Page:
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1 Department of Civil Engineering, Technical University of Denmark 2 Section for Structural Engineering, Department of Civil Engineering, Technical University of Denmark 3 University of Bristol 4 University of Leeds
Despite much research in recent years, large amplitude vibrations of inclined cables continue to be of concern for cable-stayed bridges. Various excitation mechanisms have been suggested, including rain-wind excitation, dry inclined cable galloping, high reduced velocity vortex shedding and excitation from the deck and/or towers. Although there have been many observations of large cable vibrations on bridges, there are relatively few cases of direct full-scale cable vibration and wind measurements, and most research has been based on wind tunnel tests and theoretical modelling.This paper presents results from full-scale measurements on the special arrangement of twin cables adopted for the Øresund Bridge. The monitoring system records wind and weather conditions, as well as accelerations of certain cables and a few locations on the deck and tower. Using the Eigenvalue Realization Algorithm (ERA), the damping and stiffness matrices are identified for different vibration modes of the cables, with sufficient accuracy to identify changes in the total effective damping and stiffness matrices due to the aeroelastic forces acting on the cables. The damping matrices identified from the full-scale measurements are compared with the theoretical damping matrices based on the quasi-steady theory, using three different sets of wind tunnel measurements of static force coefficients on similar shaped twin or single cables, with good agreement. The damping terms are found to be dependent on Reynolds number rather than reduced velocity, indicating that Reynolds number governs the aeroelastic effects in these conditions. There is a significant drop in the aerodynamic damping in the critical Reynolds number range, which is believed to be related to the large amplitude cable vibrations observed on some bridges in dry conditions.Finally, static drag coefficients are back-calculated from the full-scale vibration measurements, for first time, with reasonable agreement with direct wind tunnel measurements. The remaining discrepancies are believed to be due to the higher turbulence intensity on site than in the wind tunnel. © 2013 Elsevier Ltd.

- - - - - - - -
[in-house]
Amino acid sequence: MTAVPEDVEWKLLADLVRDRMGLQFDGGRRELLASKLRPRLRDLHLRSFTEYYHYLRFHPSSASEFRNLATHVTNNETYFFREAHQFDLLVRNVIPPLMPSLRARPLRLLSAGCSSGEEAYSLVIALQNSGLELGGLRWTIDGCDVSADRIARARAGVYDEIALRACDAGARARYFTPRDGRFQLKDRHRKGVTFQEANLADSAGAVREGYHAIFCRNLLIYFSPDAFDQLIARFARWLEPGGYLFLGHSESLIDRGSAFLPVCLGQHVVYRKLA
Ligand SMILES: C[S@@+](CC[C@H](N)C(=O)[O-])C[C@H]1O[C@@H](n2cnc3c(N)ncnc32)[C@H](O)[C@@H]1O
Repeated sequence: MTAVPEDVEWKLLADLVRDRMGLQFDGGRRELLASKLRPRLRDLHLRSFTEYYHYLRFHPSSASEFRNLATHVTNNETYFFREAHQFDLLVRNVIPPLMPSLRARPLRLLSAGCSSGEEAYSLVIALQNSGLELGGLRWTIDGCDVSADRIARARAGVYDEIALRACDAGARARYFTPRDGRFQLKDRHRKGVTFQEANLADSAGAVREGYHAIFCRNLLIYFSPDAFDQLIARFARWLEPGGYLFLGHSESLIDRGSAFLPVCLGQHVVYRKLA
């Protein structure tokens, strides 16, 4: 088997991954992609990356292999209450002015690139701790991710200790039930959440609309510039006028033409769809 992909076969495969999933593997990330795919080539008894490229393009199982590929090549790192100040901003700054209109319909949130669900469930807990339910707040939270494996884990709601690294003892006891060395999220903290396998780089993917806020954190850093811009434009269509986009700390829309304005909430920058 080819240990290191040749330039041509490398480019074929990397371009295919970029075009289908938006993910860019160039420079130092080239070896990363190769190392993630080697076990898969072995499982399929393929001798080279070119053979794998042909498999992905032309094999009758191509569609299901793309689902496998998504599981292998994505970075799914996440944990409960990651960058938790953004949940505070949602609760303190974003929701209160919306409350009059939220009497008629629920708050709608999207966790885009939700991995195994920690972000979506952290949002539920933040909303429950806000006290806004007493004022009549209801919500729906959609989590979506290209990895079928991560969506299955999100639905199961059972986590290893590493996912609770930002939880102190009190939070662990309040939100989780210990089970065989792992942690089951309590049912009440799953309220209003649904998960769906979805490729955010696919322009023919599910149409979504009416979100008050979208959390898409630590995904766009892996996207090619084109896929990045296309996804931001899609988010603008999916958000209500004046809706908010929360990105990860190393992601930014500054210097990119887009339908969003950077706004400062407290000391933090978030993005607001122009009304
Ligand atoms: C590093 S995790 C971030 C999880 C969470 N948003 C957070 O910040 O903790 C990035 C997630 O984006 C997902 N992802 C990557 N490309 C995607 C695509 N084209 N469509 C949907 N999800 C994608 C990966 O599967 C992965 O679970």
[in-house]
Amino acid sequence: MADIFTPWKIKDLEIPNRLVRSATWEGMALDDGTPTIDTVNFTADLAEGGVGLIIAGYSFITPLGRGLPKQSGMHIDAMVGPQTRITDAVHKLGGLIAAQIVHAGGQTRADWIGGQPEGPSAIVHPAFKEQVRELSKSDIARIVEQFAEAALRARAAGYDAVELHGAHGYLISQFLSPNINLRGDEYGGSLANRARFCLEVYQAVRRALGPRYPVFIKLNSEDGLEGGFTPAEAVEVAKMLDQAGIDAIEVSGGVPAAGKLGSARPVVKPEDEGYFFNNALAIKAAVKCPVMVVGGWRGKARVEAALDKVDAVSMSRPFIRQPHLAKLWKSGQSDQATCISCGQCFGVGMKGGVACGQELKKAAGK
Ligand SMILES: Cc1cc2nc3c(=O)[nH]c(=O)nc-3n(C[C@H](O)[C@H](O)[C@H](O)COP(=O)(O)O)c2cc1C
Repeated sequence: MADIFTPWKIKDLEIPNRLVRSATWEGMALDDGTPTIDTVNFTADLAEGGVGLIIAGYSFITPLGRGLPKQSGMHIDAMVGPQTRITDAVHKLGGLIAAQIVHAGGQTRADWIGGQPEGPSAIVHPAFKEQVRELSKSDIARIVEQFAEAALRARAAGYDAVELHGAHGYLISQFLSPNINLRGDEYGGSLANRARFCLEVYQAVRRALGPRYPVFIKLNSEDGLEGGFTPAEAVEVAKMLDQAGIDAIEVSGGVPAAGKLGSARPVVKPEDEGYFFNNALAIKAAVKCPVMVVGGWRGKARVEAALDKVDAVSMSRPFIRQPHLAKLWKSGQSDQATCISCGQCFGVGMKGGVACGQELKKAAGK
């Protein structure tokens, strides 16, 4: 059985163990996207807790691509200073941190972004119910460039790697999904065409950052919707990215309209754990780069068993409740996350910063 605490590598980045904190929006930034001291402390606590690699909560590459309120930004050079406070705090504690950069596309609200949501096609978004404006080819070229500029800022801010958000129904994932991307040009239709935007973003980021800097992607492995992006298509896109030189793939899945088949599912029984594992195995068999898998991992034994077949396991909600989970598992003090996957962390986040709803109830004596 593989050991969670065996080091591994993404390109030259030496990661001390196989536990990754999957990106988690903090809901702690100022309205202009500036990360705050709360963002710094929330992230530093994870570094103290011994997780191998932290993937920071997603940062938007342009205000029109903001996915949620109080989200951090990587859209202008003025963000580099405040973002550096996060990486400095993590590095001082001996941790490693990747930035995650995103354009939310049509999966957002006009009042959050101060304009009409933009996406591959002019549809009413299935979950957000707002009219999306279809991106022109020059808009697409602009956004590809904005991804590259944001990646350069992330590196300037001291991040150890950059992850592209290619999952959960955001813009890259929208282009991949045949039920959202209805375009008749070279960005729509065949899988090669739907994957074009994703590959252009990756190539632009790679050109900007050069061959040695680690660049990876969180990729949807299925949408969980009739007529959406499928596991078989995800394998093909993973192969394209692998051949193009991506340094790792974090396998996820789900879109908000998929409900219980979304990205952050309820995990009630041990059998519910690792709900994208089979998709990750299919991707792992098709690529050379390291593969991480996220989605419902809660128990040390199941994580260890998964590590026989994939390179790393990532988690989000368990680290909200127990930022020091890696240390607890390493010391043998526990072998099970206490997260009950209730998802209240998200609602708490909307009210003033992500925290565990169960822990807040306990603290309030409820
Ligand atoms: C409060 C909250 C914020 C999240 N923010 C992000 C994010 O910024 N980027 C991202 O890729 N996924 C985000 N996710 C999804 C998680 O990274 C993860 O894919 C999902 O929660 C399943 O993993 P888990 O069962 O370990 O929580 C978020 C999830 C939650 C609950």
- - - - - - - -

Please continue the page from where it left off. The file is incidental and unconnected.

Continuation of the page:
Journal of Wind Engineering and Industrial Aerodynamics, 2014, Vol 124, p. 90-98
Aerodynamics; Aeroelasticity; Bridge cables; Damping; Drag coefficient; Eigenvalues and eigenfunctions; Electric measuring bridges; Identification (control systems); Reynolds number; Stiffness matrix; Vibration measurement; Wind tunnels; Cable stayed bridges
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